Encourage him to participate in physical activity or a harmful inertia can take over and hell daydream the hours away. It .often takes an emergency to spur Aquarian children to physical action, though they can have a great love for sports. Mentally, they’re speed demons. But the body may be a bit slower, at least around the house. They may have an empathy for birds, trees, nature and the seashore. They’ll always prefer their own independent discovery to organized activity. You’ll have to watch for a tendency to say “I can’t” to rationalize the urge to avoid responsibility. The Aquarian child may take the path of least resistance if you let him. Teach him that he’s only fooling himself. Let him make his own decisions, but encourage him to act on them.
Unspoken tension can deeply disturb him. These young-•ters can almost see into the souls of others, and hear thoughts which haven’t even been audibly expressed, which can disturb them and leave lasting feelings of unhappiness. Better encourage tranquility and harmony, concentration and memory, if you don’t want an eccentric, nervous, absent-minded bachelor or spinster with unfulfilled dreams on your hands in thirty years or so.
Be careful what you say and how you say it with Aquarian youngsters. Suggestions planted in these fertile, remarkably acute Uranian minds in childhood can take firm root and form fixed adult opinions. Undue emphasis on clean hands, repeated warnings, “Don’t drink out of my glass, it’s dirty,” can cause the Aquarian youngster to grow up with exaggerated fears and carry his own goblet in his pocket when he goes visiting. Being so accident prone, you can imagine what will happen if he sits down suddenly with that goblet there. And he does do almost everything suddenly.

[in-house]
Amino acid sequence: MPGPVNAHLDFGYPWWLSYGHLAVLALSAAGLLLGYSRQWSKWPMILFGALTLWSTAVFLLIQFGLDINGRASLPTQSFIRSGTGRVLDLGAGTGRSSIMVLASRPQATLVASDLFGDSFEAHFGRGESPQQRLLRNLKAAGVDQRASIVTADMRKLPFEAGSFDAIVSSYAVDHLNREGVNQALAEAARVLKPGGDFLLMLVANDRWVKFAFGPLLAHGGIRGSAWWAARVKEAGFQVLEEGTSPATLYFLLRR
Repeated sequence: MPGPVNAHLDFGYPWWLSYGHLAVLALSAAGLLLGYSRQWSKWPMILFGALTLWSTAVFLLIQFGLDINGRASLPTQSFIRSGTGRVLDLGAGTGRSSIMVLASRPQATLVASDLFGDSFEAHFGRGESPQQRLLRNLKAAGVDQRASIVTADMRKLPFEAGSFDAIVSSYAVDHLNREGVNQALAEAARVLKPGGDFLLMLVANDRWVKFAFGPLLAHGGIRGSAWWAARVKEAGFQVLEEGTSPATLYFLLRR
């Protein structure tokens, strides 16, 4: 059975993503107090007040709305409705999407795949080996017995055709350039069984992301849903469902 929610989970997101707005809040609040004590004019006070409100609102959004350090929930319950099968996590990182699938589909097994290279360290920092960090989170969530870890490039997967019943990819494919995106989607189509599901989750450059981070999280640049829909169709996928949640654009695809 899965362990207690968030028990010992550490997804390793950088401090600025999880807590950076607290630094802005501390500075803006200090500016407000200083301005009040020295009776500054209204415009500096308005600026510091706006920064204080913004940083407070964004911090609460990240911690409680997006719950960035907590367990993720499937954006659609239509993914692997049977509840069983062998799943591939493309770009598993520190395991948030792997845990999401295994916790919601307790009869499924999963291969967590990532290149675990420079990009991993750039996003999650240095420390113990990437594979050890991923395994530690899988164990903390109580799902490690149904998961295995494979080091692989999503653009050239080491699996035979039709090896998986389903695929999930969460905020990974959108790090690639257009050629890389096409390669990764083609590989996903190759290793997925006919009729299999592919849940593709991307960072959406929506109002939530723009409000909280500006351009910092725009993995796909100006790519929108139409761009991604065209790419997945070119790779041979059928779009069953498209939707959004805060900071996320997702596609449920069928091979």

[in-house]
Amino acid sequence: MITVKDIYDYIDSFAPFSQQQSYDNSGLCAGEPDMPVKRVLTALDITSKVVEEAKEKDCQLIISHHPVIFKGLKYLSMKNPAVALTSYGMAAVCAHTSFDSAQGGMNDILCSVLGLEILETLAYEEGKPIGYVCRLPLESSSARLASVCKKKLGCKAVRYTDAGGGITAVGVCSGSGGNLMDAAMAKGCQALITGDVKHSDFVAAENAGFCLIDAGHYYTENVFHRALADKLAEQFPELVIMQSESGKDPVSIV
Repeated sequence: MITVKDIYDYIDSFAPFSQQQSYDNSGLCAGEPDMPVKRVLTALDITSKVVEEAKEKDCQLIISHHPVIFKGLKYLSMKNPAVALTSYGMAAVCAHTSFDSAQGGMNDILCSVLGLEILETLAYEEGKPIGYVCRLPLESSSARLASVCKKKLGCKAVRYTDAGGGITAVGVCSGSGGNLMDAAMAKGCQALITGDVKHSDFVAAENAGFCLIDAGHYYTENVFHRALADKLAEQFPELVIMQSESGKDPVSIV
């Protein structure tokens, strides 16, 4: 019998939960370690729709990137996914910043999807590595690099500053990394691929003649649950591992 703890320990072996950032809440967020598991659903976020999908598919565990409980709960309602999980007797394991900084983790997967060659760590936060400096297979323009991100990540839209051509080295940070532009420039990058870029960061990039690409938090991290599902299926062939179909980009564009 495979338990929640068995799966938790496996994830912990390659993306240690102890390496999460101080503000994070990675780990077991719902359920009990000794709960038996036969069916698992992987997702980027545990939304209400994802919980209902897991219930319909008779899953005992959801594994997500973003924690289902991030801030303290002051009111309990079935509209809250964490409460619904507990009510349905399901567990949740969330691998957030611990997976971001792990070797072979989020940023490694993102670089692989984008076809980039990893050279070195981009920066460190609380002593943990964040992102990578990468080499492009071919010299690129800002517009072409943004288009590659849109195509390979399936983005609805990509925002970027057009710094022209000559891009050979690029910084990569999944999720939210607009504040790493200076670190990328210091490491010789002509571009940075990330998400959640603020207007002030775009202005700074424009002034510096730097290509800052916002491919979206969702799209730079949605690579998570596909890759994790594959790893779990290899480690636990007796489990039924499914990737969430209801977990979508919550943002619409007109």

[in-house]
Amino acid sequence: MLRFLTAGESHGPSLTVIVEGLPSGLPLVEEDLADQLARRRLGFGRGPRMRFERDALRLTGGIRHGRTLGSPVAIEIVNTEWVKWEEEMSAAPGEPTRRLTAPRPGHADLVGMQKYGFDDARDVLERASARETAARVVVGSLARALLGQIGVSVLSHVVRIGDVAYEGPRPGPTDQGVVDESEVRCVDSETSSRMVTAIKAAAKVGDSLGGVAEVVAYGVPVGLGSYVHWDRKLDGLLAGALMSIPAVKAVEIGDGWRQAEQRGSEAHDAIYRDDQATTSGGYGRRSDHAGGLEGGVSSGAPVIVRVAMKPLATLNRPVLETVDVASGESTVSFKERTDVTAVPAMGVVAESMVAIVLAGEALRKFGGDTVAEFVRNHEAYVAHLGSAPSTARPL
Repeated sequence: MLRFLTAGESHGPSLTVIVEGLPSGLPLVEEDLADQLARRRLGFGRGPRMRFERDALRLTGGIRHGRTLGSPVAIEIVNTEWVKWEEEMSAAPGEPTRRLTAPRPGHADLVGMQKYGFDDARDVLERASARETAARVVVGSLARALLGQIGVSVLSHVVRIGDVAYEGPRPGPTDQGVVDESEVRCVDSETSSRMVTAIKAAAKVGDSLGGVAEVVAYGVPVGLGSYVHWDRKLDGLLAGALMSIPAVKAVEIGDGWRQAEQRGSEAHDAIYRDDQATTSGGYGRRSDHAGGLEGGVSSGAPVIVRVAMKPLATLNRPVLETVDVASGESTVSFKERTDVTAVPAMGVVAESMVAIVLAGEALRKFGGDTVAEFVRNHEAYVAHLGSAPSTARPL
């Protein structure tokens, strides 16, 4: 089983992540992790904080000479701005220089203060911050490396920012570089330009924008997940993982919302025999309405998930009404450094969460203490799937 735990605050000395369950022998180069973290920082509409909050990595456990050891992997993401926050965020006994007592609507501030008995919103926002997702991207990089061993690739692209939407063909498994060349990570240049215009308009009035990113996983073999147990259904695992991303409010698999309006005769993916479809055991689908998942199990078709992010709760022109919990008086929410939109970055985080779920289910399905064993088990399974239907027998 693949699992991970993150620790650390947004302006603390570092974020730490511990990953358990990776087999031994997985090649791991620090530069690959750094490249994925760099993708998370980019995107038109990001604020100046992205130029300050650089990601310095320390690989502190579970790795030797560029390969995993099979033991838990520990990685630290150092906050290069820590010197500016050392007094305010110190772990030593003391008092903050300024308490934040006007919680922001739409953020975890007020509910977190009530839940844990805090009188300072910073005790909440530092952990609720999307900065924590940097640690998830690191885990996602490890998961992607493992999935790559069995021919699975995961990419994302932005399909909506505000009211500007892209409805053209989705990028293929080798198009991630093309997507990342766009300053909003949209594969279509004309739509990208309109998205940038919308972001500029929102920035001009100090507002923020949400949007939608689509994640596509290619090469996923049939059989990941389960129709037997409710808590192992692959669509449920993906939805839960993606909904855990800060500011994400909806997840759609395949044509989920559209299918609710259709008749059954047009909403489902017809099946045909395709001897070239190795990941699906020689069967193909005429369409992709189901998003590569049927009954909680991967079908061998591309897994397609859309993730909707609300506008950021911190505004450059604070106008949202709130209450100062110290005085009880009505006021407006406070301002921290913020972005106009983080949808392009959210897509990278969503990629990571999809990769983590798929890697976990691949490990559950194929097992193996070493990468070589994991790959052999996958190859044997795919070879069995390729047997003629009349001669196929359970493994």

Aquarian boys and girls have multitudes of friends. They make at least ten new ones per day, from the street cleaner to the truant officer and the ex-parachutist who runs the candy store. He might even bring home a little friend named Rockefeller for lunch someday, too, but don’t let it shake you. You’re not raising a social snob. He won’t know him from the dog catcher. He’s just another “pal.”
Adolescent problems of romance may never bother you. In fact, the Aquarian child may have to be reminded which sex is which. Few of these youngsters are boy crazy or girl crazy. Just plain crazy is more of a possibility, especially when they start wearing those weird clothes and parting their hair in such an odd way. This may be about the time his hidden love of poetry emerges, which should be encouraged. Your little Uranian has frogs in his pockets and stars in his eyes, but he’s very special. He’s a humanitarian. He loves people. Do you know how rare that is? As society moves into the Aquarian age, his unprejudiced wisdom is leading us. Aquarian boys and girls have been chosen by destiny to fulfill the promise of tomorrow-frogs and stars, pickle sandwiches and all. Just nickname him the “Twentieth Century Wonder,” and let the neighbors guess why.